I have an antagonistic relationship with sports. My dad was a star pitcher in high school, a brown belt in Karate and coached a Little League team. I liked to draw and not sweat. As his oldest boy, I couldn’t have been anything less than a disappointment, but he was good about not making me feel like one.
I let Dad take me to an Oakland A’s game once because it was in San Francisco and I knew I’d get a hot dog. As far as I was concerned, the only downside to the event was the actual game itself. I knew from Dad’s constant commandeering of the TV that pro baseball games were a lot like golf (and golf, as everyone knows, is boring)—lots of people standing around waiting for a guy to hit a ball with a big stick. The only real difference between the two is that chasing the ball down after the hit involves carts in golf, and running in baseball. Baseball is essentially golf with a track and field component.
At that particular A’s game, Rickey Henderson set a new record for the number of bases stolen over a career. He neither hit the ball nor threw it. Instead, everyone applauded him for running away from the ball a lot successfully. I fell asleep shortly thereafter.
I played two seasons of Soccer when I was in the lower grades, but I didn’t enjoy the experience. The ball seemed to always be gunning for me, and the number of hits I took to the crotch confirmed I wasn’t being paranoid. Really, I should have been grateful. The alternative to being waylaid by the attempted murder of my burgeoning manhood was running back and forth and back and forth across the field. Because someone had decided that soccer is a winter sport, this was unpleasant. Only heavy wheezing and cold, stabbing air through my lungs could make me long for the times after the big hits when I was stuck on the sidelines, holding my breath and doing my best to keep my groin from falling apart.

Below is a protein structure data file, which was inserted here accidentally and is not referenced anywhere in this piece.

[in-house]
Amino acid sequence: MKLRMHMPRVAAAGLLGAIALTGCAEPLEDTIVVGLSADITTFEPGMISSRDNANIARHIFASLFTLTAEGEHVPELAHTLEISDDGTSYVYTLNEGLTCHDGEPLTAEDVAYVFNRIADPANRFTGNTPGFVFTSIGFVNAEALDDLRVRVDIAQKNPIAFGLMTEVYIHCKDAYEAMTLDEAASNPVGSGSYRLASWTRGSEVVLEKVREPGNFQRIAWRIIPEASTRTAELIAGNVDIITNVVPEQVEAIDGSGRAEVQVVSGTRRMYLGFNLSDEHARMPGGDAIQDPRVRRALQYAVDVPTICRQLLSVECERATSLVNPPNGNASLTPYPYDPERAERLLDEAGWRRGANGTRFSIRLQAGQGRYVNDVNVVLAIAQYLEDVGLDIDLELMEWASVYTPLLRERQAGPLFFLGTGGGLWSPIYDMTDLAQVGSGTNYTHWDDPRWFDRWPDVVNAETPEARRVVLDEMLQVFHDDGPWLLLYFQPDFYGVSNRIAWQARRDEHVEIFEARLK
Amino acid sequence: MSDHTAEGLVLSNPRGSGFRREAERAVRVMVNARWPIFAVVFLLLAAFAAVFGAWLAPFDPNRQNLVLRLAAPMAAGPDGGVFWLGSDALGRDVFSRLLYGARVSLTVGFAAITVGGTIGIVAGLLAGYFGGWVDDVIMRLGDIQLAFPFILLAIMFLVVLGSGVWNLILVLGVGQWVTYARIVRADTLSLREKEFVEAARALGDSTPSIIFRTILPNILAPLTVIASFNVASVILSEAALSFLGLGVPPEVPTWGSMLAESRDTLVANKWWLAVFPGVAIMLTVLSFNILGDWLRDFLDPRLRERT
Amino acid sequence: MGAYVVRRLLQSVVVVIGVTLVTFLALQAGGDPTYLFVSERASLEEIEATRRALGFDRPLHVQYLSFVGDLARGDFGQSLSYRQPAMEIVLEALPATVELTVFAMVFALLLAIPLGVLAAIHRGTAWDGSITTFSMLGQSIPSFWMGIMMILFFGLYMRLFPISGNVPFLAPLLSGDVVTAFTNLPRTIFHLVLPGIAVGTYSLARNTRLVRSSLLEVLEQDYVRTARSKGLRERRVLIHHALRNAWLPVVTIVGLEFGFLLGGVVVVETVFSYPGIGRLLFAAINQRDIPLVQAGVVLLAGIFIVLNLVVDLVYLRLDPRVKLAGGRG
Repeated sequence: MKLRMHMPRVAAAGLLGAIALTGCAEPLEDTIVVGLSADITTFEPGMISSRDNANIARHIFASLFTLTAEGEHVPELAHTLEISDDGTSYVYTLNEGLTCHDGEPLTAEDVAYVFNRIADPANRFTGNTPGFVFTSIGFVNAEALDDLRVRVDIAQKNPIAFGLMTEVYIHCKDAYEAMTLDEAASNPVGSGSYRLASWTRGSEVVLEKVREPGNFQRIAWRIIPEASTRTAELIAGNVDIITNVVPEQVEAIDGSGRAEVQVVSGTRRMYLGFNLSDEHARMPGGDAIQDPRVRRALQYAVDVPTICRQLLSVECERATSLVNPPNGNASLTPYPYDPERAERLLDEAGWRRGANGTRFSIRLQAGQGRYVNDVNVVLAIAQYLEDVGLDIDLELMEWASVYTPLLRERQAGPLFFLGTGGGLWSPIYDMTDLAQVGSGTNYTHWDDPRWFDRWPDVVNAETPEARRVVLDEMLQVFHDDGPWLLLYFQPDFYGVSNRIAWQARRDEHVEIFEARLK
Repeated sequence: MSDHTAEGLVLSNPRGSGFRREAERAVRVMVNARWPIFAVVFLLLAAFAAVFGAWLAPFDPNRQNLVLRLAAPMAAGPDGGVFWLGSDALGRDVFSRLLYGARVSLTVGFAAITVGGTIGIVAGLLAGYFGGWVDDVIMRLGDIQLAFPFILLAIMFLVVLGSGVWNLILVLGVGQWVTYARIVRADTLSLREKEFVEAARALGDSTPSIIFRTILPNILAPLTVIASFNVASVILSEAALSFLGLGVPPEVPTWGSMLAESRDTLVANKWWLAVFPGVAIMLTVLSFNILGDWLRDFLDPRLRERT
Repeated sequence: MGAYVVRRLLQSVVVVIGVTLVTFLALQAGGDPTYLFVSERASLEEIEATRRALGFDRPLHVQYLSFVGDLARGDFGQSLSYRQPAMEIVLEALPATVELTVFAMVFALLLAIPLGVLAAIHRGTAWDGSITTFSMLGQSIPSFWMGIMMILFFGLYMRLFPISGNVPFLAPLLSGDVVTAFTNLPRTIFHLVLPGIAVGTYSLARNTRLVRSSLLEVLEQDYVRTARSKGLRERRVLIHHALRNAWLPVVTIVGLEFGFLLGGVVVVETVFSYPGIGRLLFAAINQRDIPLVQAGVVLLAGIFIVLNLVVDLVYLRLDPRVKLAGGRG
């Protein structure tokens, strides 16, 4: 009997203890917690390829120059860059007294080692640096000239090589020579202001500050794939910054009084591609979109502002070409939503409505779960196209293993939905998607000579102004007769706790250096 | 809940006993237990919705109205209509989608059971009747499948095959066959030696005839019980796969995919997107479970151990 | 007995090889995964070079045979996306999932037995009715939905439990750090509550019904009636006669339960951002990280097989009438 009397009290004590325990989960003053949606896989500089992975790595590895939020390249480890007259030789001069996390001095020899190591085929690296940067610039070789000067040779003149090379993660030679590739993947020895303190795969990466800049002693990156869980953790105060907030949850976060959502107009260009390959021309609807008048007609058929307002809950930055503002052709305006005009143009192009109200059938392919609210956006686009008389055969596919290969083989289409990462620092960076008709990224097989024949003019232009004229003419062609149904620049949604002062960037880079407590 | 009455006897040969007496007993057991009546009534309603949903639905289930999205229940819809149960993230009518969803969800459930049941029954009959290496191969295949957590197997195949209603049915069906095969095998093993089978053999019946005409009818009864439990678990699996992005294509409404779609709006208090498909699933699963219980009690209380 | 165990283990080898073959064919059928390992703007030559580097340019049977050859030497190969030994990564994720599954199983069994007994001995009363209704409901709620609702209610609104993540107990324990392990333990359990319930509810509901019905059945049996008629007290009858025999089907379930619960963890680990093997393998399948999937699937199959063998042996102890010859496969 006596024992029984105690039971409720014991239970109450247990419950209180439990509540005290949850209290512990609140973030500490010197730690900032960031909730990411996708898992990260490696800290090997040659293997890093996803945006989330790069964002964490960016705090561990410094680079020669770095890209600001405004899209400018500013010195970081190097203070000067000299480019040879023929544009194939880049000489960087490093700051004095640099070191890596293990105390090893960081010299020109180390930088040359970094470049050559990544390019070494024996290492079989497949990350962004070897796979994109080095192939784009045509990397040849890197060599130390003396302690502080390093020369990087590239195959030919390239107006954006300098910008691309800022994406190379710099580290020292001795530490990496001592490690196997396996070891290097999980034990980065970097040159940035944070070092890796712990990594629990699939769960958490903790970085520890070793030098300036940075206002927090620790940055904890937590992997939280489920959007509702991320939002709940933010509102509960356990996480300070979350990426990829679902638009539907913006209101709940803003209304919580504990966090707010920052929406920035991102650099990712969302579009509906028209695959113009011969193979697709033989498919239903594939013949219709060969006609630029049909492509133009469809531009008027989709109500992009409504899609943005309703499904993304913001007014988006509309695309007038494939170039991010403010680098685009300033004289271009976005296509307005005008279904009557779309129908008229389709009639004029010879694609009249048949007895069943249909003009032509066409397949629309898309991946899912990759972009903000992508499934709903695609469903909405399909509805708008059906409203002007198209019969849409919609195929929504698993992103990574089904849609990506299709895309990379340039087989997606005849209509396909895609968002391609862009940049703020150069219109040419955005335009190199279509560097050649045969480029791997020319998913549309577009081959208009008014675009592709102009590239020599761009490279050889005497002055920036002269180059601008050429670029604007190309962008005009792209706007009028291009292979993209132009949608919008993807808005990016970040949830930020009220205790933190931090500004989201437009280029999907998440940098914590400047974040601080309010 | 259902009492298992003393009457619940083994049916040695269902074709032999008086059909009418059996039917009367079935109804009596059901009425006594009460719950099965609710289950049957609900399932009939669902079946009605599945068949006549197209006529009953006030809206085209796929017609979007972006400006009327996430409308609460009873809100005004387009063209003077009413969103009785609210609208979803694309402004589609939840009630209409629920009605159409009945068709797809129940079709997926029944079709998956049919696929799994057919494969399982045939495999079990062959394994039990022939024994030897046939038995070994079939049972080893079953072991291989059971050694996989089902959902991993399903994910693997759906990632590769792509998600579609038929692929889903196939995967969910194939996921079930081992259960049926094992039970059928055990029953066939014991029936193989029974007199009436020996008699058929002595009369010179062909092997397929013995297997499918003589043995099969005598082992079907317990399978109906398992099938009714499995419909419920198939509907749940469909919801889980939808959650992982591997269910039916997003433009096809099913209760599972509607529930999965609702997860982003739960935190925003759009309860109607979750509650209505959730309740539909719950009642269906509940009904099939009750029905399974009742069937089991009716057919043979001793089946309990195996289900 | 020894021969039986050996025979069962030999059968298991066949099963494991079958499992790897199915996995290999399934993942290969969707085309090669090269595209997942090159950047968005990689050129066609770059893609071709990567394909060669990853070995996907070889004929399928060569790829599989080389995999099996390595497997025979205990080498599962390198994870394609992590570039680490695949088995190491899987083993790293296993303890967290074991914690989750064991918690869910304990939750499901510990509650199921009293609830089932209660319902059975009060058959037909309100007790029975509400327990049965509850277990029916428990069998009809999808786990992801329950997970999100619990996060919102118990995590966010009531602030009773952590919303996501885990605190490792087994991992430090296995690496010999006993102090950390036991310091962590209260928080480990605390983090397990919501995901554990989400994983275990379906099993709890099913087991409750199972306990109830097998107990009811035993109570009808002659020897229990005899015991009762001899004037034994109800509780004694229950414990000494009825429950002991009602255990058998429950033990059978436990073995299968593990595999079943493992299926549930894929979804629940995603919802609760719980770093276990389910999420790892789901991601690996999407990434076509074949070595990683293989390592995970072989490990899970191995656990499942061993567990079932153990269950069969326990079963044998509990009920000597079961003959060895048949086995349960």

Now, I’m married and my disdain for sports is a huge asset. My wife also grew up in a house where crowd noise from the television was more common than silence. Since neither one of us watches sports, you’re more likely to hear conversation or the news or (more recently) songs about not biting your friends (thank you, Yo Gabba Gabba). Not saying this is better than sports noise, but it’s better for us.
My aversion to sports can sometimes make it difficult to engage in conversation with my male peers. Thankfully, Star Wars. That seems to be universal. When I meet women who are into sports it weirds me out–I always think they’re lying. I think of females as the sensible sex and when one of them goes off the Reservation like that it really messes with my head.
I understand the point of sports, I think. It builds character. It’s good exercise and teaches you about teamwork and pushes you to achieve more than you thought possible.
I don’t know. I don’t think any of that explains bowling.
Must all males enjoy sports? Also, what can we do about the females who join them? Island or Asylum? Weigh in below!